The city now is expected to recover all jobs lost during the recession by the end of 2013, one year sooner than the rest of the country.
Mayor Bloomberg presented a Fiscal Year (FY) 2013 Preliminary Budget and an updated four-year financial plan. The Mayor outlined a plan that achieves a balanced budget – closing a $2 billion budget gap without tax increases, no layoffs of teachers or uniformed workers and no walking away from NYC's long-term investments which was made possible by the City’s years of prudent planning and spending restraint.
The Preliminary Budget reduces year-over-year controllable City expenditures, but expenses that are not fully controlled by the City – primarily pensions – continue to rise and continue to make less funding available for City services. The Preliminary Budget relies on $6 billion in savings for FY 2013 generated though eleven rounds of deficit closing actions taken by City agencies since 2007.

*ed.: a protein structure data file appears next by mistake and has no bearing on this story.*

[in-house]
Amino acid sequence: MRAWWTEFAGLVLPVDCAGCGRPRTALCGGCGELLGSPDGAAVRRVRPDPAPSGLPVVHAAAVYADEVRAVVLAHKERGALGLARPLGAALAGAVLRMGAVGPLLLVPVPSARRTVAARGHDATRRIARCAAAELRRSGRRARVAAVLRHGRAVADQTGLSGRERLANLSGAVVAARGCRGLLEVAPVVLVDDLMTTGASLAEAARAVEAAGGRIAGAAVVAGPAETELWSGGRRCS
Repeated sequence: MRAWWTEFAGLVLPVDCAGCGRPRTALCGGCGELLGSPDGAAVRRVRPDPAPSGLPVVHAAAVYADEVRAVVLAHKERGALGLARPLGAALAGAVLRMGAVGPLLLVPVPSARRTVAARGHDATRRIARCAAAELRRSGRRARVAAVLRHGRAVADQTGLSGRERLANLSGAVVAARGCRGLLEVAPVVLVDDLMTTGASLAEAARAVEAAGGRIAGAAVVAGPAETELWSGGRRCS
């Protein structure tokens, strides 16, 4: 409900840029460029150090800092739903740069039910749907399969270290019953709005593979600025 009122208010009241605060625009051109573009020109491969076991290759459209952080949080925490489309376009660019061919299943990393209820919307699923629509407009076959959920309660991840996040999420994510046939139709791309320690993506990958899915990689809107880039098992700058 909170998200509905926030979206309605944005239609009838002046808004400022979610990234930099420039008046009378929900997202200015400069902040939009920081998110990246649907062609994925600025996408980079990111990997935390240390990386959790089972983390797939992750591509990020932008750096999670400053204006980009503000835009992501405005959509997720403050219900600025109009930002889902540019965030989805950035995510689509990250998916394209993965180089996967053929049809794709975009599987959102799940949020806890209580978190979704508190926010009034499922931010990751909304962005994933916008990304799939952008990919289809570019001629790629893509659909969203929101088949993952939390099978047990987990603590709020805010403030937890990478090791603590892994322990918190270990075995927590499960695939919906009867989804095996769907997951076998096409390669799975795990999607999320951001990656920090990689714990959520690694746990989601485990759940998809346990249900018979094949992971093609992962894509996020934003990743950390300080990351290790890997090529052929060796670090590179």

Last week New York passed a sweeping pension reform package. The plan that will save state and local governments more than $80 billion over the next 30 years. New York City taxpayer savings will account for $21 billion of this savings.
With this historic agreement, not a single current government worker or retiree will be affected and future city employees will receive pensions that taxpayers can afford
View New York City's Financial Plan Fiscal 2012/2013